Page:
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luigirovatti's avatar

How can the dichotomy between platonic love/romantic love be solved?

Asked by luigirovatti (2003points) September 27th, 2016

Suppose on Earth, there are no bad people. You could love (platonically, of course) all mankind. But if you love platonically all mankind you cannot dwell on specific relationship with all the people on earth (which are good), because simply these people are different from you. So, the dilemma: should we love platonically all humankind at expense of specific relationship with a person (friend, girlfriend, ecc.) or should we have relations with specific people without loving all humanity? Because having both is a contradiction. Up to you to decide

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14 Answers

anniereborn's avatar

I am not understanding why they are mutually exclusive.

luigirovatti's avatar

It’s impossible to love specifically all people, because some have ideas, behaviors ecc. different from yours, so it’s impossible to love them specifically as a friend, parent, lover, ecc. Then, how can you love platonically the same people you can’t love specifically?

cazzie's avatar

This is a false dichotomy. Love is really awesome that way. I’m an athiest… but I do pull out the odd proverb or Beatitude… even the odd Matthew. Matthew 5:43–47 43 “You have heard that it was said, ‘Love your neighbor[ and hate your enemy.’ 44 But I tell you, love your enemies and pray for those who persecute you, 45 that you may be children of your Father in heaven. He causes his sun to rise on the evil and the good, and sends rain on the righteous and the unrighteous. 46 If you love those who love you, what reward will you get? Are not even the tax collectors doing that? 47 And if you greet only your own people, what are you doing more than others? Do not even pagans do that?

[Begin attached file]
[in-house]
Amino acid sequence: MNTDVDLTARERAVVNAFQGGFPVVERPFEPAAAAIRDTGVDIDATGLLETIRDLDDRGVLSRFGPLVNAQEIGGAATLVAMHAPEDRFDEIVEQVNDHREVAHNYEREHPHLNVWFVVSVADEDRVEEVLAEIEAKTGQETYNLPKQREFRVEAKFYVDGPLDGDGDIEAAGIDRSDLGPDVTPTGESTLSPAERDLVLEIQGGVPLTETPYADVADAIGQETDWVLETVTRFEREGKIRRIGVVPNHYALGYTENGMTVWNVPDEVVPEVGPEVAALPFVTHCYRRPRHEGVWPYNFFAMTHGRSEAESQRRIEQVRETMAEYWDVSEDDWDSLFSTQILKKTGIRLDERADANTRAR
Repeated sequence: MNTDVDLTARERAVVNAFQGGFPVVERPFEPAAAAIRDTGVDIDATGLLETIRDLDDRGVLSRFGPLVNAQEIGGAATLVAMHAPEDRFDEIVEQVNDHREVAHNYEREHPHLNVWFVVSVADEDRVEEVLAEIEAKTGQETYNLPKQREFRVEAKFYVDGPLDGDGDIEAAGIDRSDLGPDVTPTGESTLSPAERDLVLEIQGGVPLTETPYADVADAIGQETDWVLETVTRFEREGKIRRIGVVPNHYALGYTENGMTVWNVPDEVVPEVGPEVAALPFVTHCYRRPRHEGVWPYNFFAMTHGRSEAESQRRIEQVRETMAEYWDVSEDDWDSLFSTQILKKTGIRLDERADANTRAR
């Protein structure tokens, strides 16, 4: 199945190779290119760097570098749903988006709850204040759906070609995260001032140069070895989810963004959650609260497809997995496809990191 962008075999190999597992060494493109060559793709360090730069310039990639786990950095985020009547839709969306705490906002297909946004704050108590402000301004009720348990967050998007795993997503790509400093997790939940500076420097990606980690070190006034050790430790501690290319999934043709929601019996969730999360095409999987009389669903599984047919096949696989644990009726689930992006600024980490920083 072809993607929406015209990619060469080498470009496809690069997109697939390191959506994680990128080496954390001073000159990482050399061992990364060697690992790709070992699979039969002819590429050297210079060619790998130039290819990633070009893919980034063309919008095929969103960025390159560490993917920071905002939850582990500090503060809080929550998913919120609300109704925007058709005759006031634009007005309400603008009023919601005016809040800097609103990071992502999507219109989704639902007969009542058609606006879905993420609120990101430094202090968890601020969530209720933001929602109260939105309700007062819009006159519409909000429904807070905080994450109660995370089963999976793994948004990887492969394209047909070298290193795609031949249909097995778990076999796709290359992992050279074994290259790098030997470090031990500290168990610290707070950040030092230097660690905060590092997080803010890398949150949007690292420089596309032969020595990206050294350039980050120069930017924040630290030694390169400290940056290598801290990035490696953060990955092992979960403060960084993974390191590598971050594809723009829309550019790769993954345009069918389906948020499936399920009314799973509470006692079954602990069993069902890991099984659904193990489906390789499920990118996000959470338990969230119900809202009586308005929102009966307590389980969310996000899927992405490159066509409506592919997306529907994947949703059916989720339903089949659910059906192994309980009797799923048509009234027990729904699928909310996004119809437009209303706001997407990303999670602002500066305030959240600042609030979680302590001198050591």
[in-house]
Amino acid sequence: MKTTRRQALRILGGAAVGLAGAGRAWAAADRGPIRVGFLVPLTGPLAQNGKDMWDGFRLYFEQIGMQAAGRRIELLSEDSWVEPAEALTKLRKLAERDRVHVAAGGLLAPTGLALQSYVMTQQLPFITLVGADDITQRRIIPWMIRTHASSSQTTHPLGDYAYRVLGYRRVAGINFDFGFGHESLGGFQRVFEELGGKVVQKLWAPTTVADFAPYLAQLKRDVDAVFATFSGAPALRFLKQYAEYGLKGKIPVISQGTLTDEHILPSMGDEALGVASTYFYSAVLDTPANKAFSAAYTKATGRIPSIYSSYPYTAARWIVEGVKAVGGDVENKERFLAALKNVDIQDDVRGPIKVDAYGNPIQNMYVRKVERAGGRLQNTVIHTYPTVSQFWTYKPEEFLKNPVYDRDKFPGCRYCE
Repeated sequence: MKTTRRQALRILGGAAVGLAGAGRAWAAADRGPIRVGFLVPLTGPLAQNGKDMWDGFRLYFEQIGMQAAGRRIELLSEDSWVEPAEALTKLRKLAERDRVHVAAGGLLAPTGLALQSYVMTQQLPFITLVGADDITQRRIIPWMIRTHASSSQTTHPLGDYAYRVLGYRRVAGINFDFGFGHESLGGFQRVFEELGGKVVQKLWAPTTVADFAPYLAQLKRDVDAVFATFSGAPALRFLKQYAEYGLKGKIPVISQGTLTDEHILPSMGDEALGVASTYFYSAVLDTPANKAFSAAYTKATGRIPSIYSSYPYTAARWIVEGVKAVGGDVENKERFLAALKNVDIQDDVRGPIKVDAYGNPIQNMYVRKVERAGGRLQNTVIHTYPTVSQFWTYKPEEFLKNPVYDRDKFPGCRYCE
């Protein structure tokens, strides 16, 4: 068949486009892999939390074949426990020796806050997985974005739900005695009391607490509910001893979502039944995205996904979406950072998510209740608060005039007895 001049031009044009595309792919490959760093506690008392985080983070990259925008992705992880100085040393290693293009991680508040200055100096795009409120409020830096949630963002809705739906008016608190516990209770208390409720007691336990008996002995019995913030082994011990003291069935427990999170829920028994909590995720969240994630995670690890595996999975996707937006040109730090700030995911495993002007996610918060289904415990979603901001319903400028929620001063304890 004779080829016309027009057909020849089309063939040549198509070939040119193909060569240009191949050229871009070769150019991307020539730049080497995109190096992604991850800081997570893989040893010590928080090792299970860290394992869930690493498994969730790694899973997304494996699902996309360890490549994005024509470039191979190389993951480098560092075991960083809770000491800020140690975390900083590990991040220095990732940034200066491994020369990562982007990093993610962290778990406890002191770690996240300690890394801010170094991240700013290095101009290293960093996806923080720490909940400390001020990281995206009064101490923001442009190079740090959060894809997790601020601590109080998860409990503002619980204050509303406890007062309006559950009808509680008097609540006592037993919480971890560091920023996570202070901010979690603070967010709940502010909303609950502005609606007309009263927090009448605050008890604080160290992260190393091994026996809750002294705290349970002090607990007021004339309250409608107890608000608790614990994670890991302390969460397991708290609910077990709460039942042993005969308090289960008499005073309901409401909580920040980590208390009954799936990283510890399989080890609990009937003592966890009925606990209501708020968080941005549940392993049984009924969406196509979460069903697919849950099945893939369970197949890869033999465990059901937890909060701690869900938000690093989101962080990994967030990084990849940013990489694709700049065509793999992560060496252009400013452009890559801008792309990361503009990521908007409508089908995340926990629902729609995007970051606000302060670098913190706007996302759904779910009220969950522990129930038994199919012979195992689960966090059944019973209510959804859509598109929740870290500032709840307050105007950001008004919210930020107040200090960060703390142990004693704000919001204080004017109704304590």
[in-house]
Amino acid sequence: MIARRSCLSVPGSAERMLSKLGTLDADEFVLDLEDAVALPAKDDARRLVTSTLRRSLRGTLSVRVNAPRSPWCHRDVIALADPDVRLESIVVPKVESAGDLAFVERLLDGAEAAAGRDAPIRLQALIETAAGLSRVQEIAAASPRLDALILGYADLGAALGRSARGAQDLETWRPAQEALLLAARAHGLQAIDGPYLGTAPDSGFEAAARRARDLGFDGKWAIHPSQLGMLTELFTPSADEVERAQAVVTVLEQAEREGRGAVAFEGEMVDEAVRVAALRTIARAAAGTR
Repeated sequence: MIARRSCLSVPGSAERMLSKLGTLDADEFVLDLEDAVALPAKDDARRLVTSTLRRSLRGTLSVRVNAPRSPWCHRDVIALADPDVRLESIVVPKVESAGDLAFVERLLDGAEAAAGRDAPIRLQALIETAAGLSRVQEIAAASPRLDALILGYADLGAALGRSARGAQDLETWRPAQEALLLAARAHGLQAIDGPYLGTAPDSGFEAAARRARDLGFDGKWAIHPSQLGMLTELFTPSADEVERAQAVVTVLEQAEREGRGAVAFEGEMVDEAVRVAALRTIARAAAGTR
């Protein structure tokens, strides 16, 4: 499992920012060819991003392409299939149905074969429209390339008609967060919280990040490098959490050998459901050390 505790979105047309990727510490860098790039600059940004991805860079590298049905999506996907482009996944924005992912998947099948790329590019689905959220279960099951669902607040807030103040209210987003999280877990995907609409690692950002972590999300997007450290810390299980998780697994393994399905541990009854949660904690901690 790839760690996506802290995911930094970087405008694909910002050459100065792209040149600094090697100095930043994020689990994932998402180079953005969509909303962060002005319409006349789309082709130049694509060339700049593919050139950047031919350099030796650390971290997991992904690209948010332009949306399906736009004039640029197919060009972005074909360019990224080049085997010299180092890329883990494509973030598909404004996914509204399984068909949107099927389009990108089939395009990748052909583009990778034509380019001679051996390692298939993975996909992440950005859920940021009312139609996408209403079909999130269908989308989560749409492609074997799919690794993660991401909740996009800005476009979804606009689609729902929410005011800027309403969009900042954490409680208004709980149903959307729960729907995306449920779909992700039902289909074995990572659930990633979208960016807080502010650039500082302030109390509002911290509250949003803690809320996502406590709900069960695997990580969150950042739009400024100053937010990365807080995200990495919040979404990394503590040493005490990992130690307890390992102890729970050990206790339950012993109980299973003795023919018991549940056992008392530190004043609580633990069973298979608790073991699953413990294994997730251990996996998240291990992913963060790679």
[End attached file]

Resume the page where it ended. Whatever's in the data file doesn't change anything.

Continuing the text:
Even pagans love their enemies.

zenvelo's avatar

In keeping with @cazzie , the Greeks solved this with coming up with four facets of love: eros, agape, philia, and storge. And they are not exclusive, they coexist rather well.

stanleybmanly's avatar

The premise is obviously flawed. It amounts to: “Since I have a special affection for my children, all others are worthy of indifference.” The Greeks themselves torpedoed this so called riddle, with the simple observation “that ain’t the way it works.”

janbb's avatar

@zenvelo But I didn’t love The Three Storges!

luigirovatti's avatar

@stanleybmanly: classic indifference.

stanleybmanly's avatar

There are things worthy of indifference.

kritiper's avatar

Defining what love is like defining what “God” is: Ask 1000 different people and get 1000 different answers. I might love you without knowing you and I might love my girlfriend and I might love making love to my girlfriend and I might love my dog. I love my car and I loved my old ‘69 Chevy pick-up. But it isn’t all the same!

CWOTUS's avatar

Suppose Earth were not as it is …

In that case, I suppose that you can suppose whatever you like, and not just what you’re supposed to suppose.

RedDeerGuy1's avatar

Most people can’t cope with the details and backstory of that many people. My limit is 150 at any one time.

Sneki95's avatar

Uh…..they work together very well.

It’s like @kritiper said, there are a lot of different types of love.

You can love someone specifically, but it doesn’t mean you can’t love everything and everyone else.

luigirovatti's avatar

If you have to choose between a person you know well, and care for, and, say, ten people you don’t even know, what would you choose? Platonic love here goes haywire.

luigirovatti's avatar

I’ve clarified the question because asked to by the moderators.

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